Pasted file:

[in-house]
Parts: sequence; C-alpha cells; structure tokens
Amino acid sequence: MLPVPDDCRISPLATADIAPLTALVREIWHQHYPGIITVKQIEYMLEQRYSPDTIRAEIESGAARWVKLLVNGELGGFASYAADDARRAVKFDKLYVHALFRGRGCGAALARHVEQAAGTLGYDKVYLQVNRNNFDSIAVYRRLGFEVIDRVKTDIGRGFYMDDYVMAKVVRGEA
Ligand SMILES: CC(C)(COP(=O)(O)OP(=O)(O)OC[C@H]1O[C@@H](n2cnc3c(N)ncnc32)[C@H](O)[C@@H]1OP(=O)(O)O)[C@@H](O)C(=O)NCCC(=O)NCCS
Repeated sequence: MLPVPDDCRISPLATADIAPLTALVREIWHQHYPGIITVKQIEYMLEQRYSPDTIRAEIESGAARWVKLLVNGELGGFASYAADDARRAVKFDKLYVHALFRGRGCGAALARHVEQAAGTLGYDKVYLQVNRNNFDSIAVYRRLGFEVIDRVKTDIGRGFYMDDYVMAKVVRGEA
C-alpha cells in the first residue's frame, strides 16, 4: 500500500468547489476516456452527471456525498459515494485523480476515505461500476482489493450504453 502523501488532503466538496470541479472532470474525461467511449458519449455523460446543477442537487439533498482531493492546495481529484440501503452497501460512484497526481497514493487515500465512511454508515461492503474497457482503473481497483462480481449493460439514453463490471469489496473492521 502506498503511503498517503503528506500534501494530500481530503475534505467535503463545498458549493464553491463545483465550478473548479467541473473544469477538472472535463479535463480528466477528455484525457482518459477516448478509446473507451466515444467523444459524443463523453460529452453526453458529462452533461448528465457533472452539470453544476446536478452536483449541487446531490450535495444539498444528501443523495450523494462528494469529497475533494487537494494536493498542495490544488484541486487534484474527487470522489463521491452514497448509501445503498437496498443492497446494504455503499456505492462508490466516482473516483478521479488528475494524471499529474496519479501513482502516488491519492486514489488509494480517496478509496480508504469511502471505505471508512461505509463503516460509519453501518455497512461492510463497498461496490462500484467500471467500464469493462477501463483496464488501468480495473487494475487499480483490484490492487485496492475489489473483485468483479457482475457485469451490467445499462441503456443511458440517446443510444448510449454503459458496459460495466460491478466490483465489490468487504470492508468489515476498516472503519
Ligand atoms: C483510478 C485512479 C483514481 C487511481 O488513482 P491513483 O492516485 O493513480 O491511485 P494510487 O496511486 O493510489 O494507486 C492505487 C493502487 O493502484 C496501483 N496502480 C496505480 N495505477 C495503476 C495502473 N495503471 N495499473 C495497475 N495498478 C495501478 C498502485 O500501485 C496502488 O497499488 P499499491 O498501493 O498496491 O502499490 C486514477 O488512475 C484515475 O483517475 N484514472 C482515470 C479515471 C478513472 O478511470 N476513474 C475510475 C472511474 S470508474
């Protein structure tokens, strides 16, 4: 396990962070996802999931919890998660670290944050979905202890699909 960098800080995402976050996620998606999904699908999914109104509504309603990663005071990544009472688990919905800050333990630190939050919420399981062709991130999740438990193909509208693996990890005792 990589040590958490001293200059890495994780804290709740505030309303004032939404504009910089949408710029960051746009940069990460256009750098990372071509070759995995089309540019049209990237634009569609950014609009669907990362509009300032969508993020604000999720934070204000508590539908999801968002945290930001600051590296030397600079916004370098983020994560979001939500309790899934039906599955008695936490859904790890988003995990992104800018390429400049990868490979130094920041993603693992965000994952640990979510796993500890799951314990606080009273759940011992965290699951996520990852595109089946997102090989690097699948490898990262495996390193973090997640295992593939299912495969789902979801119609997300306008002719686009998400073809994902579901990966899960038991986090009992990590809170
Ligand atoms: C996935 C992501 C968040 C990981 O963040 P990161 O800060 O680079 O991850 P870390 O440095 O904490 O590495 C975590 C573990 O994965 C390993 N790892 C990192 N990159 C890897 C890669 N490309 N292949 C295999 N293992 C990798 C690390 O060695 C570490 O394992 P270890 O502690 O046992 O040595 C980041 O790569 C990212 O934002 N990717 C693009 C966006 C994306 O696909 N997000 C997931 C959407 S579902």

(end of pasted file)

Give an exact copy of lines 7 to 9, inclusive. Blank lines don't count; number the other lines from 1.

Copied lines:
Ligand atoms: C483510478 C485512479 C483514481 C487511481 O488513482 P491513483 O492516485 O493513480 O491511485 P494510487 O496511486 O493510489 O494507486 C492505487 C493502487 O493502484 C496501483 N496502480 C496505480 N495505477 C495503476 C495502473 N495503471 N495499473 C495497475 N495498478 C495501478 C498502485 O500501485 C496502488 O497499488 P499499491 O498501493 O498496491 O502499490 C486514477 O488512475 C484515475 O483517475 N484514472 C482515470 C479515471 C478513472 O478511470 N476513474 C475510475 C472511474 S470508474
């Protein structure tokens, strides 16, 4: 396990962070996802999931919890998660670290944050979905202890699909 960098800080995402976050996620998606999904699908999914109104509504309603990663005071990544009472688990919905800050333990630190939050919420399981062709991130999740438990193909509208693996990890005792 990589040590958490001293200059890495994780804290709740505030309303004032939404504009910089949408710029960051746009940069990460256009750098990372071509070759995995089309540019049209990237634009569609950014609009669907990362509009300032969508993020604000999720934070204000508590539908999801968002945290930001600051590296030397600079916004370098983020994560979001939500309790899934039906599955008695936490859904790890988003995990992104800018390429400049990868490979130094920041993603693992965000994952640990979510796993500890799951314990606080009273759940011992965290699951996520990852595109089946997102090989690097699948490898990262495996390193973090997640295992593939299912495969789902979801119609997300306008002719686009998400073809994902579901990966899960038991986090009992990590809170
Ligand atoms: C996935 C992501 C968040 C990981 O963040 P990161 O800060 O680079 O991850 P870390 O440095 O904490 O590495 C975590 C573990 O994965 C390993 N790892 C990192 N990159 C890897 C890669 N490309 N292949 C295999 N293992 C990798 C690390 O060695 C570490 O394992 P270890 O502690 O046992 O040595 C980041 O790569 C990212 O934002 N990717 C693009 C966006 C994306 O696909 N997000 C997931 C959407 S579902």